Japanese conglomerate Hitachi, Ltd. agreed to pay $19 million to settle charges brought by the U.S. Securities and Exchange Commission (SEC) related to alleged violations of the FCPA. The SEC charged Hitachi with inaccurately recording improper payments made to a front company for South Africa’s ruling political party, the African National Congress (ANC), in connection with contracts to build two multibillion-dollar power plants.
The SEC alleged that Hitachi sold a 25 percent stake in a South African subsidiary to Chancellor House Holdings (Pty) Ltd., which served as a front for the ANC. This arrangement allowed the front company and the ANC to share profits in the power plant construction contracts secured by Hitachi. The SEC’s complaint accused Hitachi of paying $1 million in “success fees,” improperly booked as consulting fees, to Chancellor. The fees allegedly compensated Chancellor for exerting influence during the bidding process pursuant to a separate undisclosed agreement.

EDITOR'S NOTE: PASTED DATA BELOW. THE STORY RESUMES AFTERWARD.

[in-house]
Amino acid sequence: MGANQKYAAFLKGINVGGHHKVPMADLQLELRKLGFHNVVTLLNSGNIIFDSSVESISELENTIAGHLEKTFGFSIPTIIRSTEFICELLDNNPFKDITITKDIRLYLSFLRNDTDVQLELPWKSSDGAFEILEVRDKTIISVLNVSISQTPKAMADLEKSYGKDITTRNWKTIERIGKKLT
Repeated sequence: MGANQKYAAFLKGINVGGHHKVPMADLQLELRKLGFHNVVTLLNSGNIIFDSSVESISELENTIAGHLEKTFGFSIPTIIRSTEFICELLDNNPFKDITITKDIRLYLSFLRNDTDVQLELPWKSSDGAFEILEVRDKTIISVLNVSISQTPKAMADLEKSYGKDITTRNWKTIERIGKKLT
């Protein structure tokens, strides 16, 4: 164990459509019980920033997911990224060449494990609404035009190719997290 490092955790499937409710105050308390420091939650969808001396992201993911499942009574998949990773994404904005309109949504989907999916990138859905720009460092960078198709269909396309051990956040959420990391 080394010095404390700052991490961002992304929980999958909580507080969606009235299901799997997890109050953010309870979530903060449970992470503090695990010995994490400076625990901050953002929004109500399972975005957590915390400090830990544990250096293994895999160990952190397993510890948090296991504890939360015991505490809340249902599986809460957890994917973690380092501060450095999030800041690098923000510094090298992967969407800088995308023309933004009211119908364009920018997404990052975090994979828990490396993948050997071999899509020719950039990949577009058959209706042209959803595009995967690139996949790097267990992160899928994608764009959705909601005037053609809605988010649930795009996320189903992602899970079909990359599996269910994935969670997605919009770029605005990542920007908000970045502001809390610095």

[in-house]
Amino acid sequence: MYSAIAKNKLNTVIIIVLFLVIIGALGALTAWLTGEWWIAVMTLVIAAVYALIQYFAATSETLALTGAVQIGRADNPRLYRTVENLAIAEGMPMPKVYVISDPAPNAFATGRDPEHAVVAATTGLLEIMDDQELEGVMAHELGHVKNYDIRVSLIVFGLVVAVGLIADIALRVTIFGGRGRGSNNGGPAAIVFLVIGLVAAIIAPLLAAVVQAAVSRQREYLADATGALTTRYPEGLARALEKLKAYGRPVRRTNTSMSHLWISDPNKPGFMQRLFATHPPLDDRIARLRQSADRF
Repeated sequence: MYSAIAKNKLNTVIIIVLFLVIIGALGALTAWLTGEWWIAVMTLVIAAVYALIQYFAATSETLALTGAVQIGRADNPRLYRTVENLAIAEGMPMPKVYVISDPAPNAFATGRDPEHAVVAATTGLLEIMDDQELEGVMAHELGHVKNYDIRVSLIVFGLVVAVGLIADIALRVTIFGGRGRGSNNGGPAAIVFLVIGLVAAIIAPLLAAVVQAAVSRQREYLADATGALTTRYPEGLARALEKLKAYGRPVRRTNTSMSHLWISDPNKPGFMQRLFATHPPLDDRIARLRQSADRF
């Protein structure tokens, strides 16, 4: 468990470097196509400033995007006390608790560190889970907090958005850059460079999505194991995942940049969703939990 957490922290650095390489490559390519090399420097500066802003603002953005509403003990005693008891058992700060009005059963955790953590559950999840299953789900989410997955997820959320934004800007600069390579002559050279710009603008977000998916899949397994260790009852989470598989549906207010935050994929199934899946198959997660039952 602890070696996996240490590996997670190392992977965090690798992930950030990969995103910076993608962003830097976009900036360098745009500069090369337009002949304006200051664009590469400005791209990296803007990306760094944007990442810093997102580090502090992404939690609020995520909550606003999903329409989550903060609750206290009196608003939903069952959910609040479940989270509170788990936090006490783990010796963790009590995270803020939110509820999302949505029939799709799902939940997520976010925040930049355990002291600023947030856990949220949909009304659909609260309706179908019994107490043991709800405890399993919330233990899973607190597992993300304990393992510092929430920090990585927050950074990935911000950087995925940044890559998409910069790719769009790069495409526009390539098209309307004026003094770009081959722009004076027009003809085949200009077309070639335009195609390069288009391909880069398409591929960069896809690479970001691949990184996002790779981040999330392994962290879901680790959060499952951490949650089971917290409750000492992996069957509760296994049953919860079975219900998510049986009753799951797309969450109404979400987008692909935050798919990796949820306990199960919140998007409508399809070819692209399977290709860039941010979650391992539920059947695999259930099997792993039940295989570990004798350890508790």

Hitachi was ultimately awarded the contracts by South African state-run electricity utility Eskom Holdings SOC Ltd. Hitachi allegedly paid the ANC front company approximately $5 million in dividends based on profits from the contracts. “Hitachi’s lax internal control environment enabled its subsidiary to pay millions of dollars to a politically-connected front company for the ANC to win contracts with the South African government,” said Andrew J. Ceresney, director of the SEC’s Enforcement Division. Hitachi settled without admitting or denying the SEC’s allegations. In announcing the settlement, which is subject to court approval, the SEC noted that it received significant assistance in its investigation from the African Development Bank’s Integrity and Anti-Corruption Department through a new cooperative relationship that the SEC hopes to continue.